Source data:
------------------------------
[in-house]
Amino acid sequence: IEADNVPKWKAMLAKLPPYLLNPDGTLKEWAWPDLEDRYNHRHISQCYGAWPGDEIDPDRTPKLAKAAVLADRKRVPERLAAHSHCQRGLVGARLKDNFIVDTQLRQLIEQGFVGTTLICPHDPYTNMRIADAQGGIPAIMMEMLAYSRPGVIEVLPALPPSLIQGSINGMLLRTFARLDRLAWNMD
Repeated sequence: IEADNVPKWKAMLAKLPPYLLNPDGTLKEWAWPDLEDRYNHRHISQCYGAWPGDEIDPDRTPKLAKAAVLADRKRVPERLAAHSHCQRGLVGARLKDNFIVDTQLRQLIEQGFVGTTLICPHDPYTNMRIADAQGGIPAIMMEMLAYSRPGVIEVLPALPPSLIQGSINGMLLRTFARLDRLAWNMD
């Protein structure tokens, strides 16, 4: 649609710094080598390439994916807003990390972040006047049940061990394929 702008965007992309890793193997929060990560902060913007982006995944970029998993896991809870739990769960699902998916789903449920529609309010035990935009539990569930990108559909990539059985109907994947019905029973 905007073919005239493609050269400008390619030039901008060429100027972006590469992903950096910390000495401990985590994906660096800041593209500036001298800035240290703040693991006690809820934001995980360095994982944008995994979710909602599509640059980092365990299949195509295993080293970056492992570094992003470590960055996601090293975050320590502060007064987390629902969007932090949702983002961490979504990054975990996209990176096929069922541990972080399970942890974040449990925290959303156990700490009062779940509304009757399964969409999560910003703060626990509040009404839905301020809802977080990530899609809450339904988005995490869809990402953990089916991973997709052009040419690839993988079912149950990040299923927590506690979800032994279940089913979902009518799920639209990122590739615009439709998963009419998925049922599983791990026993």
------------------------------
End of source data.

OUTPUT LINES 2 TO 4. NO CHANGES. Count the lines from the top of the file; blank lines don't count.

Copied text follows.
Amino acid sequence: IEADNVPKWKAMLAKLPPYLLNPDGTLKEWAWPDLEDRYNHRHISQCYGAWPGDEIDPDRTPKLAKAAVLADRKRVPERLAAHSHCQRGLVGARLKDNFIVDTQLRQLIEQGFVGTTLICPHDPYTNMRIADAQGGIPAIMMEMLAYSRPGVIEVLPALPPSLIQGSINGMLLRTFARLDRLAWNMD
Repeated sequence: IEADNVPKWKAMLAKLPPYLLNPDGTLKEWAWPDLEDRYNHRHISQCYGAWPGDEIDPDRTPKLAKAAVLADRKRVPERLAAHSHCQRGLVGARLKDNFIVDTQLRQLIEQGFVGTTLICPHDPYTNMRIADAQGGIPAIMMEMLAYSRPGVIEVLPALPPSLIQGSINGMLLRTFARLDRLAWNMD
């Protein structure tokens, strides 16, 4: 649609710094080598390439994916807003990390972040006047049940061990394929 702008965007992309890793193997929060990560902060913007982006995944970029998993896991809870739990769960699902998916789903449920529609309010035990935009539990569930990108559909990539059985109907994947019905029973 905007073919005239493609050269400008390619030039901008060429100027972006590469992903950096910390000495401990985590994906660096800041593209500036001298800035240290703040693991006690809820934001995980360095994982944008995994979710909602599509640059980092365990299949195509295993080293970056492992570094992003470590960055996601090293975050320590502060007064987390629902969007932090949702983002961490979504990054975990996209990176096929069922541990972080399970942890974040449990925290959303156990700490009062779940509304009757399964969409999560910003703060626990509040009404839905301020809802977080990530899609809450339904988005995490869809990402953990089916991973997709052009040419690839993988079912149950990040299923927590506690979800032994279940089913979902009518799920639209990122590739615009439709998963009419998925049922599983791990026993």